I was in attendance at a Board meeting of the Club on 18 June 2019 at which the process for the preparation of an invitation to tender would be delegated to and managed by one of the Board members (not me) was discussed. I was present at a subsequent Board meeting on 30 July 2019 which received a report from the Board member responsible for managing the tender process on the establishment of a Tender Assessment Panel (of which I was not and was never to be a member). Contrary to the ICAC’s findings, I had no involvement in the appointments to that Panel. The appointments were made well before that Board Meeting and notified to me as a member of the Board after the fact.

The Tender Assessment Panel included a nominee of the Government and an independent Probity Advisor. The tender submitted by Jaytex and the tender submitted by others, were considered by this Panel in the full knowledge that I was a director and shareholder of Jaytex. I did not speak with any member of the Tender Assessment Panel about the tenders. I was never privy to its deliberations or its recommendations until the ICAC investigation commenced. The recommendations of the Panel were considered at a meeting of the Club Board in my absence. I had no involvement in the discussions of the Board at that meeting evaluating the tenders and considering the recommendations of the Panel. I had no involvement in the decision of the Board to award the contract to Jaytex. The records of these meetings, which someone has leaked to the media, incontrovertibly prove this.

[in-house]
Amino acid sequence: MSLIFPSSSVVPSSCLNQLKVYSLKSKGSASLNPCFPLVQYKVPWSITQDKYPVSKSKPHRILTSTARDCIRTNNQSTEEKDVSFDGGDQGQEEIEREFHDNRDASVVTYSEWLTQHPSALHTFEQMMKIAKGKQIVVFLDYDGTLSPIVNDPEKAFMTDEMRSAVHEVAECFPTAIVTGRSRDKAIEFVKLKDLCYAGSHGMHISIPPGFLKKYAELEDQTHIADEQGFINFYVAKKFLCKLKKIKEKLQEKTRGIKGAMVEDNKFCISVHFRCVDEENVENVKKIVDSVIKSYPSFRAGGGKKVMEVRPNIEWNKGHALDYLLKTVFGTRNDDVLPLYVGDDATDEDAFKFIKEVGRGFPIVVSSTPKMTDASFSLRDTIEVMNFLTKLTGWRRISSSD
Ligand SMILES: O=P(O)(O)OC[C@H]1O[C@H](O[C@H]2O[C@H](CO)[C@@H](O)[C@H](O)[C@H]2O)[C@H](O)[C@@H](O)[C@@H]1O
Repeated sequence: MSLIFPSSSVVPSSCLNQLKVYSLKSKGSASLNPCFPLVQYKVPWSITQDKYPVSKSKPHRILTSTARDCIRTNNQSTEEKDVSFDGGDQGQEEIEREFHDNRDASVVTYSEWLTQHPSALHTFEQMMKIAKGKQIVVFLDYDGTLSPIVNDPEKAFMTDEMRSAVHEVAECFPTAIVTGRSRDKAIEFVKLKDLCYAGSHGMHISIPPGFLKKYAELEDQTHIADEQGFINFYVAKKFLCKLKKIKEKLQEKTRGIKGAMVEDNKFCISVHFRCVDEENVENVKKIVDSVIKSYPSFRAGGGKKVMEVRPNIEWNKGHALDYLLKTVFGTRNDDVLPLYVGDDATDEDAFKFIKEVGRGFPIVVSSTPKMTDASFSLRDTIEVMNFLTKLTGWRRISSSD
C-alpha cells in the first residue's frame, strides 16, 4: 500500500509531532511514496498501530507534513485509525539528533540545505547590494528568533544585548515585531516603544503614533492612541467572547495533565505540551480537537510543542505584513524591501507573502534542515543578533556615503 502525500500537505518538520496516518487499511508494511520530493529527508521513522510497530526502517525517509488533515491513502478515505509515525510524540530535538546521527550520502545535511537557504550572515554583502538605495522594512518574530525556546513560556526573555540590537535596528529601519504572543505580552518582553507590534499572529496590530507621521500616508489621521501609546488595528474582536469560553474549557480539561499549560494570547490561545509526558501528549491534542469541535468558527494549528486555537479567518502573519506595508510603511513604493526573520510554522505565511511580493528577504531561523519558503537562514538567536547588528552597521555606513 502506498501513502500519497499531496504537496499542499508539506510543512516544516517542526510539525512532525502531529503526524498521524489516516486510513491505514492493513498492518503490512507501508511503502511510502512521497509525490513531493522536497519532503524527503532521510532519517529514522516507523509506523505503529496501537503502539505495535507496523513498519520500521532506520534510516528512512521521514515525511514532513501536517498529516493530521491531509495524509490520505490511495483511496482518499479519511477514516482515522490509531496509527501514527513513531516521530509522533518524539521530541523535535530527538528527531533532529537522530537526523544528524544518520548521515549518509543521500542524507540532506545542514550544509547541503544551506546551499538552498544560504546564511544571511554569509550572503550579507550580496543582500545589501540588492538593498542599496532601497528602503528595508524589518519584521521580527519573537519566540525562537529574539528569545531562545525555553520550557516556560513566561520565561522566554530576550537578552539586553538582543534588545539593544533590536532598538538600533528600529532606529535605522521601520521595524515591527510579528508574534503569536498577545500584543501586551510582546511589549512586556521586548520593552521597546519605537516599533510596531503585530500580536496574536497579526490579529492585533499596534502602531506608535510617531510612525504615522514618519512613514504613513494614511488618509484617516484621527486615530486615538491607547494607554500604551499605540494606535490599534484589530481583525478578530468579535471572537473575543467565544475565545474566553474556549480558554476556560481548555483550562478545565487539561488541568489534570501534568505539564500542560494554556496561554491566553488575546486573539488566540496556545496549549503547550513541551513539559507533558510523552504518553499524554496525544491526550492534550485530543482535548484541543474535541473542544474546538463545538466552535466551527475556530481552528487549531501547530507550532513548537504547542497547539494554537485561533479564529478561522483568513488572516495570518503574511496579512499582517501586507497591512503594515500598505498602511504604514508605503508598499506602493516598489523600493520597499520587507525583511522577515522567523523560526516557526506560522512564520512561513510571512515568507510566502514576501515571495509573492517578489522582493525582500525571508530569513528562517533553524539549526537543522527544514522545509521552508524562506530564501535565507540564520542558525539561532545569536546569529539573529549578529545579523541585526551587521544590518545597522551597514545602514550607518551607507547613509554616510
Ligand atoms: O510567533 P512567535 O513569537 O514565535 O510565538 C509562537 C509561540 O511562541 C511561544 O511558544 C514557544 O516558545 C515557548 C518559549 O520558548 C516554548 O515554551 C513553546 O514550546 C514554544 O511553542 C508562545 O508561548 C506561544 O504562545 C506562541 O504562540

What I know now, but I did not know at the time, is that when the Jaytex price was compared like for like, the Jaytex price was considerably lower than the two other shortlisted tenderers.

How, in light of these facts, I could be suggested to have acted improperly, let alone to be accused of corruption, is beyond me. I had, quite properly, disclosed my interest and absented myself from any decision making process. I did not attempt to influence anyone in any way.

Much has been made of what the ICAC has characterised as a “secret meeting” held in my boardroom on 17 June 2019. The ICAC suggest that it was “secret” because I concealed it from the Board. This is a gross distortion of what occurred and its context.